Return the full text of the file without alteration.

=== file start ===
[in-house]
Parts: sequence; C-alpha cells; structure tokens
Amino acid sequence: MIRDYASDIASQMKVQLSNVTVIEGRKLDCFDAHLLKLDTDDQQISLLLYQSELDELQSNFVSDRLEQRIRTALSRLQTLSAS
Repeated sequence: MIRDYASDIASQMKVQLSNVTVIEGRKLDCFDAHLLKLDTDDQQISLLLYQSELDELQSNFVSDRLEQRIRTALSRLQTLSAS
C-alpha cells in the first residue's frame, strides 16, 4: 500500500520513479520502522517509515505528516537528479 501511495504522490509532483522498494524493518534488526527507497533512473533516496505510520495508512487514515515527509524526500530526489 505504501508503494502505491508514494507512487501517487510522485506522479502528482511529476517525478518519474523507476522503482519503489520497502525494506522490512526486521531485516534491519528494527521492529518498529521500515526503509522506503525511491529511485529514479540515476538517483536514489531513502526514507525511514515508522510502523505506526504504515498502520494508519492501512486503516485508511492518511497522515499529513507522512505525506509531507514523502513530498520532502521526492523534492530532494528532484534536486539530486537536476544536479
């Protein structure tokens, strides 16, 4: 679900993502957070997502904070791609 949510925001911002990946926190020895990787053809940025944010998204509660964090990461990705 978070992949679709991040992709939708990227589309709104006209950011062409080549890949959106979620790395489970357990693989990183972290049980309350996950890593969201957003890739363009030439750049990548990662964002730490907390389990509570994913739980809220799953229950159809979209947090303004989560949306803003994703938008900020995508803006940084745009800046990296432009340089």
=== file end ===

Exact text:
[in-house]
Parts: sequence; C-alpha cells; structure tokens
Amino acid sequence: MIRDYASDIASQMKVQLSNVTVIEGRKLDCFDAHLLKLDTDDQQISLLLYQSELDELQSNFVSDRLEQRIRTALSRLQTLSAS
Repeated sequence: MIRDYASDIASQMKVQLSNVTVIEGRKLDCFDAHLLKLDTDDQQISLLLYQSELDELQSNFVSDRLEQRIRTALSRLQTLSAS
C-alpha cells in the first residue's frame, strides 16, 4: 500500500520513479520502522517509515505528516537528479 501511495504522490509532483522498494524493518534488526527507497533512473533516496505510520495508512487514515515527509524526500530526489 505504501508503494502505491508514494507512487501517487510522485506522479502528482511529476517525478518519474523507476522503482519503489520497502525494506522490512526486521531485516534491519528494527521492529518498529521500515526503509522506503525511491529511485529514479540515476538517483536514489531513502526514507525511514515508522510502523505506526504504515498502520494508519492501512486503516485508511492518511497522515499529513507522512505525506509531507514523502513530498520532502521526492523534492530532494528532484534536486539530486537536476544536479
């Protein structure tokens, strides 16, 4: 679900993502957070997502904070791609 949510925001911002990946926190020895990787053809940025944010998204509660964090990461990705 978070992949679709991040992709939708990227589309709104006209950011062409080549890949959106979620790395489970357990693989990183972290049980309350996950890593969201957003890739363009030439750049990548990662964002730490907390389990509570994913739980809220799953229950159809979209947090303004989560949306803003994703938008900020995508803006940084745009800046990296432009340089």